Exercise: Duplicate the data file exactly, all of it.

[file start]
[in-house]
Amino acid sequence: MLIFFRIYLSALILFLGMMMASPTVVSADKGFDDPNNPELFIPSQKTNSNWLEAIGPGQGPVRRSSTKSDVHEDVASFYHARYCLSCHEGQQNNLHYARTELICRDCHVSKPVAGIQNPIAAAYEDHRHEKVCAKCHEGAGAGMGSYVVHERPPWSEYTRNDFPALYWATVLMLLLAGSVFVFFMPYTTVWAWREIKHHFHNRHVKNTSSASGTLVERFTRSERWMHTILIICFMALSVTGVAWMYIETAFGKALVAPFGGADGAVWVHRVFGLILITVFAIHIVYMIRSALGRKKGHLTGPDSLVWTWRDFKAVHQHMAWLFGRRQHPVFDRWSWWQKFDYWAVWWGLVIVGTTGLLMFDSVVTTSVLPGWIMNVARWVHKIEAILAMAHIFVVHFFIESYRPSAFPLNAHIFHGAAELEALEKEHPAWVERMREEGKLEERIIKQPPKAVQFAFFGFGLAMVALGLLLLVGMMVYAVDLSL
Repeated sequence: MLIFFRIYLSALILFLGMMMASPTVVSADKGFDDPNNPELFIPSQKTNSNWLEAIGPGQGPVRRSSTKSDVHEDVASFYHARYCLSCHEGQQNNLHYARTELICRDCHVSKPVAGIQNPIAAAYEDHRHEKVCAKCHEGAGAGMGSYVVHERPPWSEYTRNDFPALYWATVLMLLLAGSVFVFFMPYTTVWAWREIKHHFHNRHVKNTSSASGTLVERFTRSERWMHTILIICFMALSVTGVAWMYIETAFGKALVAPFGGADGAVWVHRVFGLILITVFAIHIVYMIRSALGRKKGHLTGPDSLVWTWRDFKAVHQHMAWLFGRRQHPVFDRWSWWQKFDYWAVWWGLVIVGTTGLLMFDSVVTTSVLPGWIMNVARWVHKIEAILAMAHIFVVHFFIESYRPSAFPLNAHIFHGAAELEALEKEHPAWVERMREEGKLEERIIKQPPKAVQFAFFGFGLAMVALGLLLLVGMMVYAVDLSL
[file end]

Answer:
[in-house]
Amino acid sequence: MLIFFRIYLSALILFLGMMMASPTVVSADKGFDDPNNPELFIPSQKTNSNWLEAIGPGQGPVRRSSTKSDVHEDVASFYHARYCLSCHEGQQNNLHYARTELICRDCHVSKPVAGIQNPIAAAYEDHRHEKVCAKCHEGAGAGMGSYVVHERPPWSEYTRNDFPALYWATVLMLLLAGSVFVFFMPYTTVWAWREIKHHFHNRHVKNTSSASGTLVERFTRSERWMHTILIICFMALSVTGVAWMYIETAFGKALVAPFGGADGAVWVHRVFGLILITVFAIHIVYMIRSALGRKKGHLTGPDSLVWTWRDFKAVHQHMAWLFGRRQHPVFDRWSWWQKFDYWAVWWGLVIVGTTGLLMFDSVVTTSVLPGWIMNVARWVHKIEAILAMAHIFVVHFFIESYRPSAFPLNAHIFHGAAELEALEKEHPAWVERMREEGKLEERIIKQPPKAVQFAFFGFGLAMVALGLLLLVGMMVYAVDLSL
Repeated sequence: MLIFFRIYLSALILFLGMMMASPTVVSADKGFDDPNNPELFIPSQKTNSNWLEAIGPGQGPVRRSSTKSDVHEDVASFYHARYCLSCHEGQQNNLHYARTELICRDCHVSKPVAGIQNPIAAAYEDHRHEKVCAKCHEGAGAGMGSYVVHERPPWSEYTRNDFPALYWATVLMLLLAGSVFVFFMPYTTVWAWREIKHHFHNRHVKNTSSASGTLVERFTRSERWMHTILIICFMALSVTGVAWMYIETAFGKALVAPFGGADGAVWVHRVFGLILITVFAIHIVYMIRSALGRKKGHLTGPDSLVWTWRDFKAVHQHMAWLFGRRQHPVFDRWSWWQKFDYWAVWWGLVIVGTTGLLMFDSVVTTSVLPGWIMNVARWVHKIEAILAMAHIFVVHFFIESYRPSAFPLNAHIFHGAAELEALEKEHPAWVERMREEGKLEERIIKQPPKAVQFAFFGFGLAMVALGLLLLVGMMVYAVDLSL